Twelve days ago I wrote an article on BaltimoreSportsReport.com entitled Why I’m Rooting For An NFL Lockout. It seems like so long ago now. The article was published during the NFLPA and owner’s negotiations and just after their first extension of those meetings. This article caught attention from some readers and a few in the twitterverse as a brash or extreme point of view, but now five days into that lockout I stand by my opinions and am cheering on the idiocies that it continues to develop.
If you didn’t read my piece, or need a refresher, I will sum it up for you. Essentially, I was rooting for and continue to pull for a prolonged lockout, or even a full season without football (GASP), because I feel that the NFL has gotten too big for its britches. My argument focuses more on the drug that the NFL has created for its fans more than the money issues involved in the lockout. The players and owners have become so arrogant that they can have a court hearing over how to split billions of dollars and expect fans to sit back and root for them to resolve it. I’m not rooting for it, I’ve had enough.
Over the course of the lockout I have attempted to turn my back on football. But as any sports fan knows that is impossible if you consume any sort of sports media. Hell, SportsCenter is running a lockout clock.
In under a week I have found it even easier to continue to root for a season without football. Yesterday, Vikings running back Adrian Peterson compared the player’s relationship with their owners to “modern-day slavery.” Peterson just made it a little bit easier for me to live without him taking the field for 16 (or 18) games. If making an average of $770,000 a year is slavery, then sign me up! Comments like this from stars like Adrian Peterson continue to make the NFL less appealing to even their biggest die hard fans.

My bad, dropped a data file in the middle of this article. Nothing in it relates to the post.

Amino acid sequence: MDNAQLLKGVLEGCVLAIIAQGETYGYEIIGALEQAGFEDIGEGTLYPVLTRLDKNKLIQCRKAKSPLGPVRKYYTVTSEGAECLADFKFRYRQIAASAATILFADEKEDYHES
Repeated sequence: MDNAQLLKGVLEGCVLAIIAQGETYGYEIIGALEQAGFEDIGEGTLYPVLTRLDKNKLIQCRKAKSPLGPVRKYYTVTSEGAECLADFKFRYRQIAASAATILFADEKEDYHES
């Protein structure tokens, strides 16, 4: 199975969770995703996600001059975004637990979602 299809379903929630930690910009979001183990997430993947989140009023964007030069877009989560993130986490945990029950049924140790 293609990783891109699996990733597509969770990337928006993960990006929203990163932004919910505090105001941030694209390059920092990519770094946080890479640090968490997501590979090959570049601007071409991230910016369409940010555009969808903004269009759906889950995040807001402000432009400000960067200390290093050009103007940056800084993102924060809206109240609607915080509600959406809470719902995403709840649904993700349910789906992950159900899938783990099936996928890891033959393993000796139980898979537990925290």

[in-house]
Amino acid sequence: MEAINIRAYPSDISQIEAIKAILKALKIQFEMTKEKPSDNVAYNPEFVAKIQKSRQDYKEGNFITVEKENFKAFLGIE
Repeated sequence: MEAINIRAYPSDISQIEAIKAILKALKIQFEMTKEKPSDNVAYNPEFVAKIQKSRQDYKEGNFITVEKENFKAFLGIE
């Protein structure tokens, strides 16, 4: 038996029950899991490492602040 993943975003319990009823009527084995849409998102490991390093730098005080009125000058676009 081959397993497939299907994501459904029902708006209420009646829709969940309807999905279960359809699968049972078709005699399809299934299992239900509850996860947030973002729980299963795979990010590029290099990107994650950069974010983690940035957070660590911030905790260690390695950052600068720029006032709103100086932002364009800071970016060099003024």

Peterson by the way has a base salary of $10.72 million in 2011.
The labor dispute continues to be a dirty battle and the NFLPA’s ridiculous idea to keep college prospects from attending the NFL draft is another example. If the prospects don’t show up, does that mean I still have to listen to Roger Goodell’s awkward introductions? Do I still have to watch Mel Kiper get progressively irritated as his draft projections fall apart? Hopefully not.
In all seriousness, this petty slap to the league proves once again why the NFL needs to be taken down a few notches. The player’s association would sacrifice an unforgettable experience for incoming rookies in hopes of scoring a few more bucks.
As the Millionaire versus Billionaire battle drags on, there will be more and more reasons to turn your back on football. Avoid the drug the NFL has created, there are much better, safer alternatives.